Did You Know?
Heart disease is the leading cause of death in the U.S.
- Heart disease is the leading cause of death in the U.S.
- An American will have a coronary event approximately every 25 seconds.
- One American will die every minute from a heart attack.
- Symptoms of heart attack can vary between men and women.
- Even brief exposure to secondhand smoke can trigger a heart attack.
- Heart disease is the third leading cause of death among women aged 25 - 44 years and the second leading cause of death among women aged 45 - 64 years.
- The average age for a first heart attack for men is 66.
- Between 70% and 89% of sudden cardiac events occur in men.
- For best heart health women should have no more than one alcoholic drink per day and men should have no more than two.
- African-Americans have an increased risk of peripheral arterial disease (PAD).
- Up to 40% of all individuals with PAD have no leg pain.
- Smoking increases the risk of PAD by 2 - 6 times and worsens the symptoms of PAD.
- Individuals with PAD are at risk for developing coronary artery disease and cerebrovascular disease, which could lead to a heart attack or stroke.
- High blood pressure usually presents no warning signs or symptoms, so many people don't realize they have it.
- About 1 in 3 of U.S. adults has high blood pressure.
- High blood pressure puts you at risk for heart disease and stroke, the first and third leading causes of death in the U.S.
- About 1 in 4 American adults have prehypertension - blood pressure measurements that are higher than normal but not yet in the range of high blood pressure.
- Approximately 1 in 6 adults in the U.S. has high cholesterol.
- People with high cholesterol have approximately twice the risk for heart disease as people with lower levels.
- High cholesterol does not present with any symptoms.
- The National Cholesterol Education Program recommends that adults get their cholesterol checked every five years.
- Abdominal aortic aneurysms are more common in men and in people aged 65 and older.
- Thoracic aortic aneurysms are associated with high blood pressure.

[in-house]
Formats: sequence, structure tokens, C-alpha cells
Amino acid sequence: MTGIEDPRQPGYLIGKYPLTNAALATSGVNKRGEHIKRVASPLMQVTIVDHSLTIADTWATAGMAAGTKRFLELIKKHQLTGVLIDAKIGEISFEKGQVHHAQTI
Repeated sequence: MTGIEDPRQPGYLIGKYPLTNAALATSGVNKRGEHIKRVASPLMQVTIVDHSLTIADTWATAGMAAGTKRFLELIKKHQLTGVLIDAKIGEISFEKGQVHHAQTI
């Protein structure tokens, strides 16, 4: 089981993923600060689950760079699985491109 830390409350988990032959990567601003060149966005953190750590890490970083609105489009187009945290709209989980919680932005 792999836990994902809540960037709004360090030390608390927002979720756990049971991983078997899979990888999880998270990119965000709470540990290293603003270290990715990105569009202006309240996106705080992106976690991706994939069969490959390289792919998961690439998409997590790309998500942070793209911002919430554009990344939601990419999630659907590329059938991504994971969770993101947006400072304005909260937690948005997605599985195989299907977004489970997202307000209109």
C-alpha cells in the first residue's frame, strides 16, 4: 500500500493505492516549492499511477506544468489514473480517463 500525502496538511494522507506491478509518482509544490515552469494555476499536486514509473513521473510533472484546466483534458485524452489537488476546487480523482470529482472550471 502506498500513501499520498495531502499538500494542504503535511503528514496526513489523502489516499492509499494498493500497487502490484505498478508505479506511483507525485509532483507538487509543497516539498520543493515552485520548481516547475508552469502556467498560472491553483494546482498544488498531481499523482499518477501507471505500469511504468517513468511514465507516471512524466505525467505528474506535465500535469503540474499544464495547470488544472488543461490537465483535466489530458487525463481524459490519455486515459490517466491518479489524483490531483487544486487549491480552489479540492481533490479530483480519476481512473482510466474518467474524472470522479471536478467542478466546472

- Smoking is associated with a 3 - 5 fold increase in abdominal aortic aneurysms.
- The most effective means of preventing aortic aneurysms is to stop smoking, control high blood pressure, and lower your cholesterol levels.
- Nearly 6 million people in the U.S. have heart failure.
- The most common causes of heart failure are coronary artery disease, high blood pressure, and diabetes.
- The incidence of atrial fibrillation increases with age.
- African-Americans experience atrial fibrillation at a much lower rate than whites.
- Atrial fibrillation is responsible for 15% - 20% of ischemic strokes.
- Atrial fibrillation increases a patient's risk of suffering an ischemic stroke by 5 times.
- Every year more than 1 million patients have angioplasty.
- Every year about 1 million people survive a heart attack in the U.S.
- Comprehensive cardiac rehabilitation has been proven to reduce re-hospitalization rates.
- Comprehensive cardiac rehabilitation reduces recurrent sudden cardiac death.
- Comprehensive cardiac rehabilitation lessens the need for cardiac medication.
- Comprehensive cardiac rehabilitation increases the rate of being physically able to return to work.
- Pulmonary hypertension affects older women more commonly than men and younger women.
- Stroke is the third leading cause of death in the U.S.
- Someone in the U.S. has a stroke every 40 seconds.
- Every three to four minutes someone dies of stroke.
- Stroke is a leading cause of death for both men and women.
- Stroke is the leading cause of adult disability in the U.S.
- There are two types of stroke - ischemic stroke (a clot blocks blood flow to the brain) and hemorrhagic stroke (a ruptured blood vessel prevents blood flow to the brain).
- About 40% of stroke deaths occur in males, and 60% in females.